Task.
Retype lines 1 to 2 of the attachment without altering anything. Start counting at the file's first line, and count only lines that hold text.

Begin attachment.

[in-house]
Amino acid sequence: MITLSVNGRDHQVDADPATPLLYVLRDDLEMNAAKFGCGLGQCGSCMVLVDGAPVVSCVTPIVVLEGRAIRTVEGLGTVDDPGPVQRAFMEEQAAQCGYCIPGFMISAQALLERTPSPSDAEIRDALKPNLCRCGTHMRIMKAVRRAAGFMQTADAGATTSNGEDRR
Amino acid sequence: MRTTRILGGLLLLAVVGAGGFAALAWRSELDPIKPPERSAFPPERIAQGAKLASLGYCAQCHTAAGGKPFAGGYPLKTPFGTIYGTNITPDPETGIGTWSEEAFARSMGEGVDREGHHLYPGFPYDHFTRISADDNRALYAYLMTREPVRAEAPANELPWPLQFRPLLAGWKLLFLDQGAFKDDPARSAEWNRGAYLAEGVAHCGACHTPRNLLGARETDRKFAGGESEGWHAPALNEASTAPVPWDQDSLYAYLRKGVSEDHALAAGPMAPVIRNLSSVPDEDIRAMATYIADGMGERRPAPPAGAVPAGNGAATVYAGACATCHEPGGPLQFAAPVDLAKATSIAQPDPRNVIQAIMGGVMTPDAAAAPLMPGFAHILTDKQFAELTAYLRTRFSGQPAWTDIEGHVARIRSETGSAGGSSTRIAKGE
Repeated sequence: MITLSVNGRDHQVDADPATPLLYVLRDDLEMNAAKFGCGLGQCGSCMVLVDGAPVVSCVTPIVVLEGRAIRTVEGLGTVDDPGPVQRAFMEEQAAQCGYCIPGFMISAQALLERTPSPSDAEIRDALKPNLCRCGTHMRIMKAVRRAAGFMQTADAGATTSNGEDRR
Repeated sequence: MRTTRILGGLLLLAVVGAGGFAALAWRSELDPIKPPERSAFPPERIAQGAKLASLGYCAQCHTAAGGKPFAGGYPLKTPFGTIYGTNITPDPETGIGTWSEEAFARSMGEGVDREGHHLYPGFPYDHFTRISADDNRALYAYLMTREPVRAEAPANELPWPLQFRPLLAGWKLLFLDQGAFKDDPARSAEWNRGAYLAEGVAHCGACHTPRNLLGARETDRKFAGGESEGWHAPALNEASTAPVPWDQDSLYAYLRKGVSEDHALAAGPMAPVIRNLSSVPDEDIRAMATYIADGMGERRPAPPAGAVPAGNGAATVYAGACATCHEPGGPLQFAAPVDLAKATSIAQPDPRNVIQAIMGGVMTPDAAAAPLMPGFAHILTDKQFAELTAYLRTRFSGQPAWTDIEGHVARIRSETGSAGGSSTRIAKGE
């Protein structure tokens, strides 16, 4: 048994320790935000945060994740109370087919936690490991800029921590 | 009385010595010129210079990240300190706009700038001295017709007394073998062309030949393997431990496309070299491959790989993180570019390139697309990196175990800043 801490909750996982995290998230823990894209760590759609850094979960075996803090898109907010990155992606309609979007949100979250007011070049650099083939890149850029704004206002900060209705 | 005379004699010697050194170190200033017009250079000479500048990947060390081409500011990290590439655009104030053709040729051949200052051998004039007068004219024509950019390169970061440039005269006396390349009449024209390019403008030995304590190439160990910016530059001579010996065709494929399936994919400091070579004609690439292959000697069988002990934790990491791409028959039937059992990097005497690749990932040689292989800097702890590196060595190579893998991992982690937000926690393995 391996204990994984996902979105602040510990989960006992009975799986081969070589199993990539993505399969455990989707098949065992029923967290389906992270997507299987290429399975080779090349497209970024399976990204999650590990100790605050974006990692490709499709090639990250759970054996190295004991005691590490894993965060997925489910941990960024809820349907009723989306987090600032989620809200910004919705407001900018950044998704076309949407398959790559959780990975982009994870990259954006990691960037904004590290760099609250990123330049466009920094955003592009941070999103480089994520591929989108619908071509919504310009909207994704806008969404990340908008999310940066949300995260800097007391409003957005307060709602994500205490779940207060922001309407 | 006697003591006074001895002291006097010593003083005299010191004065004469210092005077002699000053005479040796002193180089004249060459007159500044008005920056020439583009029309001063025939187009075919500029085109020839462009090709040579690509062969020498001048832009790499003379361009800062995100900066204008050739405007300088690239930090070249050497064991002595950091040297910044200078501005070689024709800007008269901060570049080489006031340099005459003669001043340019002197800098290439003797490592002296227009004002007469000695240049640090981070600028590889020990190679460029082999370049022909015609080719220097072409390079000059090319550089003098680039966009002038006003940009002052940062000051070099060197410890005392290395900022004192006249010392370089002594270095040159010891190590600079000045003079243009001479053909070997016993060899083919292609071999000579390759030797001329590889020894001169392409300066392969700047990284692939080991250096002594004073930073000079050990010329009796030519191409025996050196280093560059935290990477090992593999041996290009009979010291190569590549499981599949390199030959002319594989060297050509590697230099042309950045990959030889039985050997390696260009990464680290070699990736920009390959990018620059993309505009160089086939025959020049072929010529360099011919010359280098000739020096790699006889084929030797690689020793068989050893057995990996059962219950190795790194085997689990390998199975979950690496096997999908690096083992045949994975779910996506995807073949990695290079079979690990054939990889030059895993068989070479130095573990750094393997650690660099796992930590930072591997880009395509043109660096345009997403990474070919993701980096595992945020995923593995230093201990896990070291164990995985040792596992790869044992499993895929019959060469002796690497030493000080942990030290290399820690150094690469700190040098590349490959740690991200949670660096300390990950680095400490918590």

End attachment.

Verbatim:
[in-house]
Amino acid sequence: MITLSVNGRDHQVDADPATPLLYVLRDDLEMNAAKFGCGLGQCGSCMVLVDGAPVVSCVTPIVVLEGRAIRTVEGLGTVDDPGPVQRAFMEEQAAQCGYCIPGFMISAQALLERTPSPSDAEIRDALKPNLCRCGTHMRIMKAVRRAAGFMQTADAGATTSNGEDRR